Published: Fri, August 17, 2018
Global Media | By Garry Long

Crash outside Parliament in London treated as terrorism

Crash outside Parliament in London treated as terrorism

Images posted online showed a man wearing a black puffer jacket being led away in handcuffs from the vehicle as armed police swarmed the scene. He was alone in the auto and no weapons were recovered at the scene.

Scotland Yard's head of counter-terrorism Neil Basu said the priority for investigators was to understand the motive of the attack.

Armed officers swarmed the scene and cordoned off a large area around the Parliament building in central London, usually bustling with tourists and government workers.

Westminster station has been closed for both entry and exit due to the security alert, Transport for London said.

Police secure the roads around the Houses of Parliament as forensic teams investigate the crash.

A Met Police statement said: 'Given that the attack appears to have been a deliberate act, the method used and the iconic location, it is being treated as a terrorist incident and the investigation is being led by officers from the Met's Counter Terrorism Command.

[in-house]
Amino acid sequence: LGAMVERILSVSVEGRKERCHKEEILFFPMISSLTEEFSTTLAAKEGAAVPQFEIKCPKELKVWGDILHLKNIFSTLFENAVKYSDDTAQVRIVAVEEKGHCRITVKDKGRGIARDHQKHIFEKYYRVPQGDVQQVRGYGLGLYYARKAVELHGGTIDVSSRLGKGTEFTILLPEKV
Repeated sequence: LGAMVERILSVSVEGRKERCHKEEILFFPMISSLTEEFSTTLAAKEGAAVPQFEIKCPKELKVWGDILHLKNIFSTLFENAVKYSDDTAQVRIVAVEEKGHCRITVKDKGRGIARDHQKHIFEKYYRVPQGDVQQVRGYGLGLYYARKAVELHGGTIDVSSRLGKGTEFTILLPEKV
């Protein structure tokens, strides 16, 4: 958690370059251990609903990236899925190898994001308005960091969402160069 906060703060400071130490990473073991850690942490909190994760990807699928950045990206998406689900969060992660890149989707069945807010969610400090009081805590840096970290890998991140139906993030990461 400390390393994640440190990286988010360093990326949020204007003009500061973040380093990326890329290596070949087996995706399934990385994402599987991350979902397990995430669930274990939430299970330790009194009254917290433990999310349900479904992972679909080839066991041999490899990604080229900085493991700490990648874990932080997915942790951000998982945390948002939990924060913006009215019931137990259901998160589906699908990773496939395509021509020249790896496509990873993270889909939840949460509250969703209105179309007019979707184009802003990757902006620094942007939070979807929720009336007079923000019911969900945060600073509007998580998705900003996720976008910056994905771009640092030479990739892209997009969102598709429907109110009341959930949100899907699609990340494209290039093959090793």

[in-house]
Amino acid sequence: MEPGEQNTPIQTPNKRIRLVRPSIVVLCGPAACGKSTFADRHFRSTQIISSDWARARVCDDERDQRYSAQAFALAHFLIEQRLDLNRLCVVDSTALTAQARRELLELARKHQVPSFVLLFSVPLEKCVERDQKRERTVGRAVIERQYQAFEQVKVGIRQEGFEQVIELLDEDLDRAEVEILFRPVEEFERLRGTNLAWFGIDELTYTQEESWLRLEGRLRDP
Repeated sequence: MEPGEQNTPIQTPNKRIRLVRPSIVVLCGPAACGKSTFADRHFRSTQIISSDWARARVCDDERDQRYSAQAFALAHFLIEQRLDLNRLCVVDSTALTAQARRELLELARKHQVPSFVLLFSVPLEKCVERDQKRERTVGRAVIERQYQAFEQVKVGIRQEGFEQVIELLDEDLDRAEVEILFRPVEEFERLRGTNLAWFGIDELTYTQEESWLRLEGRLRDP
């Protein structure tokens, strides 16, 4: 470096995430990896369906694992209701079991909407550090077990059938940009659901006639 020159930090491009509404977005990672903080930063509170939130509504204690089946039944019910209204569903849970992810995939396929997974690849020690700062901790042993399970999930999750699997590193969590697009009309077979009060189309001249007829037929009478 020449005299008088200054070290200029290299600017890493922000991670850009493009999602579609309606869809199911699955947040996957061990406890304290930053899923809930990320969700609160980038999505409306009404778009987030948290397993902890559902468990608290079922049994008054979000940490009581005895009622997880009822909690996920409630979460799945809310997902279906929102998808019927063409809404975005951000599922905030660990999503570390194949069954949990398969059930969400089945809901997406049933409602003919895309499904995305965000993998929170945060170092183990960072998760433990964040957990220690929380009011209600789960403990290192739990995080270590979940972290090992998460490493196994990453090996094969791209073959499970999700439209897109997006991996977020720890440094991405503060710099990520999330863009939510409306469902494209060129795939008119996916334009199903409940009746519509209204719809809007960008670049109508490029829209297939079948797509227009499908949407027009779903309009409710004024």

The suspect, who has not been formally identified, is not believed to be known to security forces, and police have said he is not cooperating with detectives.

Forensics officers work near the vehicle that crashed into security barriers outside the Houses of Parliament in London on Tuesday.

He injured three people, but none of the injuries were life-threatening.

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Two people were taken to the hospital and one person was treated at the scene of the crash.

The force said: "At 7.37am today, Tuesday, August 14, a auto was in collision with barriers outside the Houses of Parliament".

Eyewitness Ewalina Ochab told the Press Association: "I think it looked intentional - the auto drove at speed and towards the barriers". "The driver did not get out".

"I was told basically to move away, to run".

"It looked deliberate. It didn't look like an accident", he said. "How do you do that by accident?"

The suspect's brother, Abdullah Khater, told the BBC he was a "normal person" and that their family, who are originally from Darfur, were in a "state of shock". "They dragged someone out of the vehicle".

British Home Secretary Sajid Javid said, "Huge thanks to our emergency services for their rapid reaction to incident in Westminster this morning".

Another Birmingham resident, Khalid Massod, drove through pedestrians in the same area in 2017, killing five and injuring more than 50. Masood abandoned his vehicle and then stabbed and killed a police officer before being shot dead in a courtyard outside Parliament.

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